Joshua Speed's Store

Joshua Speed's Store (HMWZB)

Location: Springfield, IL 62701 Sangamon County
Country: United States of America

N 39° 48.092', W 89° 38.997'

  • 0 likes
  • 0 check ins
  • 0 favorites
  • 248 views
Inscription
There was a housing shortage in Springfield when 28 year old Abraham Lincoln—-riding a borrowed horse—-moved here from New Salem in April 1837. Builders couldn't keep up with the newly designated state capital. One of Lincoln's first stops was at the general store located here. An old New Salem friend, Abner Y. Ellis, was part-owner. But Ellis was not in when Lincoln called. Instead, he was greeted by another partner, Joshua Speed. Lincoln needed furnishings for a bed, but admitted he couldn't afford them. "I looked up at him," Speed recalled, and thought...I never saw so gloomy and melancholy a face." Speed offered to share his second floor room and large double-bed with Lincoln. Without saying a word, Lincoln threw his saddle-bags over his arm, trudged up stairs, and dropped them on the floor. Coming down again "with a face beaming with pleasure and smiles," Lincoln declared: "Well Speed, I'm moved."

Photo Caption
Joshua F. Speed was 22 years old and part-owner of the store that stood here in 1837. Speed was the son of an affluent Kentucky plantation owner and had more formal education than Lincoln. The two roommates shared anxieties about women and consoled each other in matters of courtship and marriage. Their deep friendship lasted throughout Lincoln's life.

Men outnumbered women almost two-to-one when Lincoln arrived in Springfield. Like Lincoln, many men were unmarried and in their twenties. Thrown together in rooming houses sharing beds and close quarters, many took their meals in boarding houses that were often in different buildings. A young-male subculture arose, where men fraternized in the evenings. Drinking and card-playing was prevalent. But so too were attempts at cultivating middle-class respectability. Men discussed poetry, philosophy and shared literary compositions. Joshua Speed later remembered that "on every winter's night at my store by a big wood fire...eight or ten choice spirits assembled" to enjoy each other's company and wit. One December night they "got to talking politics" and tempers flared. Stephen Douglas suddenly declared: "Gentlemen, this is no place to talk politics!" Good will returned as they resumed their usual banter, including doses of Lincoln's infectious humor.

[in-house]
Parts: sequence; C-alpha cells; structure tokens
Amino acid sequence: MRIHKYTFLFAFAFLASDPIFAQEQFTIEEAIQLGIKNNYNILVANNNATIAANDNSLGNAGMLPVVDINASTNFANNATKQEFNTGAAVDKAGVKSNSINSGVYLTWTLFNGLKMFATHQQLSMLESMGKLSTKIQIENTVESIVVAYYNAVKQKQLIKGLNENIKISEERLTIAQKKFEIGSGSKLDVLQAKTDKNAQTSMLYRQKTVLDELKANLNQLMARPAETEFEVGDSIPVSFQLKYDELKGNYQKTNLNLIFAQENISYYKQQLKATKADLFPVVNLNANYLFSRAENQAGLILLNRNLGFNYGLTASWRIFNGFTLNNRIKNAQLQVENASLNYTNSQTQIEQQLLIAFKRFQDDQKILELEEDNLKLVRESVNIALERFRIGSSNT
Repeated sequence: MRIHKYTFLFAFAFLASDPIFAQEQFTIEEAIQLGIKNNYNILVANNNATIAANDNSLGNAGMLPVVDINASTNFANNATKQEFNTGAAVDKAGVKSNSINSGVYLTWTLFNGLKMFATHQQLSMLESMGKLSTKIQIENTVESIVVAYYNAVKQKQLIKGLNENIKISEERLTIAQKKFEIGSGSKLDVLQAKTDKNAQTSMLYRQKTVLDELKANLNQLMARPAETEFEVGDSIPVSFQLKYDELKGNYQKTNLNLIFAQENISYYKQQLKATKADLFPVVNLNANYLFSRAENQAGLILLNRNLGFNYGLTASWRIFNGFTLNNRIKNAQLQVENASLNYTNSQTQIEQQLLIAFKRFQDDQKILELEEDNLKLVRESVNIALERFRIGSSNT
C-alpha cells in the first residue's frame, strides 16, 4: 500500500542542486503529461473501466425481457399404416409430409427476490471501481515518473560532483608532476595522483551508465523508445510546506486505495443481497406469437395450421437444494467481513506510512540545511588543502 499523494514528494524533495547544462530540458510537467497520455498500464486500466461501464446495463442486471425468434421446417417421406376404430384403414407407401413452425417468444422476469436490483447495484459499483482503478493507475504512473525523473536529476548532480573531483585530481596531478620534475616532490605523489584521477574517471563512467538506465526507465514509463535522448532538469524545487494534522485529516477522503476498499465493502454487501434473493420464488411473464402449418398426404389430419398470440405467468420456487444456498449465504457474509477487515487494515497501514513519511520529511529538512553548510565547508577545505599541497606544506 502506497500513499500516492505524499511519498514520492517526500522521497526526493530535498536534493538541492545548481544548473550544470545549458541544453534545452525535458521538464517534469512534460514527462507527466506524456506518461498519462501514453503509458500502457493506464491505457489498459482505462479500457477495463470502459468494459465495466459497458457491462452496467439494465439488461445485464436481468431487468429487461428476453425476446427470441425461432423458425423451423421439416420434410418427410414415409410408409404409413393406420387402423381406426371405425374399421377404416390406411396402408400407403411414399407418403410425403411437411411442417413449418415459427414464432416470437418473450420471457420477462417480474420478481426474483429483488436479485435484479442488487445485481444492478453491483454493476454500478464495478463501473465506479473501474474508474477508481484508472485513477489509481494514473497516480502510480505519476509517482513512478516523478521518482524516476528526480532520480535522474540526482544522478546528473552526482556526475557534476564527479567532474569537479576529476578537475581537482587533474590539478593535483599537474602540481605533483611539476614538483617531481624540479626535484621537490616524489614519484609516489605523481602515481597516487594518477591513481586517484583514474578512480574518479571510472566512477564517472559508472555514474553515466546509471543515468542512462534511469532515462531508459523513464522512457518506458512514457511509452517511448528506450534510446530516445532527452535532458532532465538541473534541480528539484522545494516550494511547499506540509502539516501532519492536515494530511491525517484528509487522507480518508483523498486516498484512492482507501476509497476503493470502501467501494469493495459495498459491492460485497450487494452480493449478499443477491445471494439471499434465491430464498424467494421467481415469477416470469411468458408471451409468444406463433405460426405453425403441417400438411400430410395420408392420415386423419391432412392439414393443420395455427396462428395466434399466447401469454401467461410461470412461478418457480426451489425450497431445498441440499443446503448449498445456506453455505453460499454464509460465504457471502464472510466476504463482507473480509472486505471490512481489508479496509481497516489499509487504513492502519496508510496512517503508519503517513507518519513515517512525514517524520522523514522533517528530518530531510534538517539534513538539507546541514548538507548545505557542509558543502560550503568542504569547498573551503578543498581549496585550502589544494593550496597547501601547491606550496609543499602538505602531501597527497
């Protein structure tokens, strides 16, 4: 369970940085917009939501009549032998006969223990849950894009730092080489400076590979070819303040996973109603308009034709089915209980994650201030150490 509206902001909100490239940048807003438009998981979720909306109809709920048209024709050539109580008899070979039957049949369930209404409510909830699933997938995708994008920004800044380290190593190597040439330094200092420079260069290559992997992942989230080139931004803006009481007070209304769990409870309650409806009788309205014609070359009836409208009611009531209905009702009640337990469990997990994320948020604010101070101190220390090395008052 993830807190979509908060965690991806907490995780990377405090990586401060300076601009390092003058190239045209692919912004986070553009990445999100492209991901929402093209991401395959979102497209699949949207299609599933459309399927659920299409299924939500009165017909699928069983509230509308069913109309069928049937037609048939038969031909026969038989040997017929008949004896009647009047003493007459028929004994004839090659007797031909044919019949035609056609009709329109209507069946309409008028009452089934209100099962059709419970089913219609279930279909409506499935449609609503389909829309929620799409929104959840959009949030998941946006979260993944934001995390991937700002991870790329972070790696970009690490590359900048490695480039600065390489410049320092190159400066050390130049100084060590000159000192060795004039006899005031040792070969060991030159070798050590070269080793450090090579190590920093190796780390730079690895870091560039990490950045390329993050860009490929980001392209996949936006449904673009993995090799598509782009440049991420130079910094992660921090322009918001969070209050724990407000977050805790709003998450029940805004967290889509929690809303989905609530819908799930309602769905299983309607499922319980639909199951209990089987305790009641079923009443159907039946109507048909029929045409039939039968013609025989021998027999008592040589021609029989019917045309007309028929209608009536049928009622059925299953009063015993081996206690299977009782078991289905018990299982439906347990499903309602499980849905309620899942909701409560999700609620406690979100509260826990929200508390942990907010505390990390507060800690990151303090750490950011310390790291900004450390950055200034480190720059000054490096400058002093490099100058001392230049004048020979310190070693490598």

Details
HM NumberHMWZB
Series This marker is part of the Illinois: Looking for Lincoln series
Tags
Marker ConditionNo reports yet
Date Added Thursday, October 23rd, 2014 at 6:31pm PDT -07:00
Pictures
Sorry, but we don't have a picture of this historical marker yet. If you have a picture, please share it with us. It's simple to do. 1) Become a member. 2) Adopt this historical marker listing. 3) Upload the picture.
Locationbig map
UTM (WGS84 Datum)16S E 273132 N 4409089
Decimal Degrees39.80153333, -89.64995000
Degrees and Decimal MinutesN 39° 48.092', W 89° 38.997'
Degrees, Minutes and Seconds39° 48' 5.52" N, 89° 38' 59.82" W
Driving DirectionsGoogle Maps
Area Code(s)217
Closest Postal AddressAt or near 400-498 E Washington St, Springfield IL 62701, US
Alternative Maps Google Maps, MapQuest, Bing Maps, Yahoo Maps, MSR Maps, OpenCycleMap, MyTopo Maps, OpenStreetMap

Is this marker missing? Are the coordinates wrong? Do you have additional information that you would like to share with us? If so, check in.

Check Ins  check in   |    all

Have you seen this marker? If so, check in and tell us about it.

Comments 0 comments

Maintenance Issues
  1. What historical period does the marker represent?
  2. What historical place does the marker represent?
  3. What type of marker is it?
  4. What class is the marker?
  5. What style is the marker?
  6. Does the marker have a number?
  7. What year was the marker erected?
  8. Who or what organization placed the marker?
  9. This marker needs at least one picture.
  10. Can this marker be seen from the road?
  11. Is the marker in the median?